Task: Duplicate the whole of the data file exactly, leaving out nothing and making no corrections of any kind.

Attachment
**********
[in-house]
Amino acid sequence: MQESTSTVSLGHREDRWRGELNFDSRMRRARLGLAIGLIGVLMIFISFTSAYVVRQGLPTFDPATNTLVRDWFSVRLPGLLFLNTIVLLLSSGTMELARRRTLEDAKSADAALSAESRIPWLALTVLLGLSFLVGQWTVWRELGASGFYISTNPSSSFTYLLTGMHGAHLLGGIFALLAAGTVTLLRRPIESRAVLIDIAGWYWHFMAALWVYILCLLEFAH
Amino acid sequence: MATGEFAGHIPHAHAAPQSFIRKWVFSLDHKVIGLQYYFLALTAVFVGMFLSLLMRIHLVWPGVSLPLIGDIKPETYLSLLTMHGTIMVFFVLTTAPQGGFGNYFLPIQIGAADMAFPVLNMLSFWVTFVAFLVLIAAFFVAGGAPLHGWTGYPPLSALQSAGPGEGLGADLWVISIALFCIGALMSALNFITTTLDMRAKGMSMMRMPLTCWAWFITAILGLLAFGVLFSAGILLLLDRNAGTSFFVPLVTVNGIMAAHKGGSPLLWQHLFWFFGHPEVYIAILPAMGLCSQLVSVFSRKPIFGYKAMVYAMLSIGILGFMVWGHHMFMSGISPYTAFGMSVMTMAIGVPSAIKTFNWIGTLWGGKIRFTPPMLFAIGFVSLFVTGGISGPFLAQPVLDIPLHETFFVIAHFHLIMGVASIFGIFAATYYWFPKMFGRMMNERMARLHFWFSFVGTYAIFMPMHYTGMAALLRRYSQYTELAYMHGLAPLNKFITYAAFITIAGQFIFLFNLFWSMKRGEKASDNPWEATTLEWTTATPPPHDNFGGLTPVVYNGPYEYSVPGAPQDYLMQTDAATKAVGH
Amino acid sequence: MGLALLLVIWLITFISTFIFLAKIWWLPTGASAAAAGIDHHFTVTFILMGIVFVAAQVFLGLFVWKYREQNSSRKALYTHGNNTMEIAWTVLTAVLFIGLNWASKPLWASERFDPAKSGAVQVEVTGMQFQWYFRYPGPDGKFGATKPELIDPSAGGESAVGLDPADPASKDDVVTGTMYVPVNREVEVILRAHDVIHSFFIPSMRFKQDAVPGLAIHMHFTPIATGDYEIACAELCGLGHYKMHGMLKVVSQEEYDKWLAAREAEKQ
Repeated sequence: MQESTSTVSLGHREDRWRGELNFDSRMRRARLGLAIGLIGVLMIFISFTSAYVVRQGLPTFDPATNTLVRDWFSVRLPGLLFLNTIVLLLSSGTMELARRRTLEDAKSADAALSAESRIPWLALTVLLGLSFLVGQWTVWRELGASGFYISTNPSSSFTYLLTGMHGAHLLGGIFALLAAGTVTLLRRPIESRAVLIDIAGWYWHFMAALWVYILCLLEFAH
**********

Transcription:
[in-house]
Amino acid sequence: MQESTSTVSLGHREDRWRGELNFDSRMRRARLGLAIGLIGVLMIFISFTSAYVVRQGLPTFDPATNTLVRDWFSVRLPGLLFLNTIVLLLSSGTMELARRRTLEDAKSADAALSAESRIPWLALTVLLGLSFLVGQWTVWRELGASGFYISTNPSSSFTYLLTGMHGAHLLGGIFALLAAGTVTLLRRPIESRAVLIDIAGWYWHFMAALWVYILCLLEFAH
Amino acid sequence: MATGEFAGHIPHAHAAPQSFIRKWVFSLDHKVIGLQYYFLALTAVFVGMFLSLLMRIHLVWPGVSLPLIGDIKPETYLSLLTMHGTIMVFFVLTTAPQGGFGNYFLPIQIGAADMAFPVLNMLSFWVTFVAFLVLIAAFFVAGGAPLHGWTGYPPLSALQSAGPGEGLGADLWVISIALFCIGALMSALNFITTTLDMRAKGMSMMRMPLTCWAWFITAILGLLAFGVLFSAGILLLLDRNAGTSFFVPLVTVNGIMAAHKGGSPLLWQHLFWFFGHPEVYIAILPAMGLCSQLVSVFSRKPIFGYKAMVYAMLSIGILGFMVWGHHMFMSGISPYTAFGMSVMTMAIGVPSAIKTFNWIGTLWGGKIRFTPPMLFAIGFVSLFVTGGISGPFLAQPVLDIPLHETFFVIAHFHLIMGVASIFGIFAATYYWFPKMFGRMMNERMARLHFWFSFVGTYAIFMPMHYTGMAALLRRYSQYTELAYMHGLAPLNKFITYAAFITIAGQFIFLFNLFWSMKRGEKASDNPWEATTLEWTTATPPPHDNFGGLTPVVYNGPYEYSVPGAPQDYLMQTDAATKAVGH
Amino acid sequence: MGLALLLVIWLITFISTFIFLAKIWWLPTGASAAAAGIDHHFTVTFILMGIVFVAAQVFLGLFVWKYREQNSSRKALYTHGNNTMEIAWTVLTAVLFIGLNWASKPLWASERFDPAKSGAVQVEVTGMQFQWYFRYPGPDGKFGATKPELIDPSAGGESAVGLDPADPASKDDVVTGTMYVPVNREVEVILRAHDVIHSFFIPSMRFKQDAVPGLAIHMHFTPIATGDYEIACAELCGLGHYKMHGMLKVVSQEEYDKWLAAREAEKQ
Repeated sequence: MQESTSTVSLGHREDRWRGELNFDSRMRRARLGLAIGLIGVLMIFISFTSAYVVRQGLPTFDPATNTLVRDWFSVRLPGLLFLNTIVLLLSSGTMELARRRTLEDAKSADAALSAESRIPWLALTVLLGLSFLVGQWTVWRELGASGFYISTNPSSSFTYLLTGMHGAHLLGGIFALLAAGTVTLLRRPIESRAVLIDIAGWYWHFMAALWVYILCLLEFAH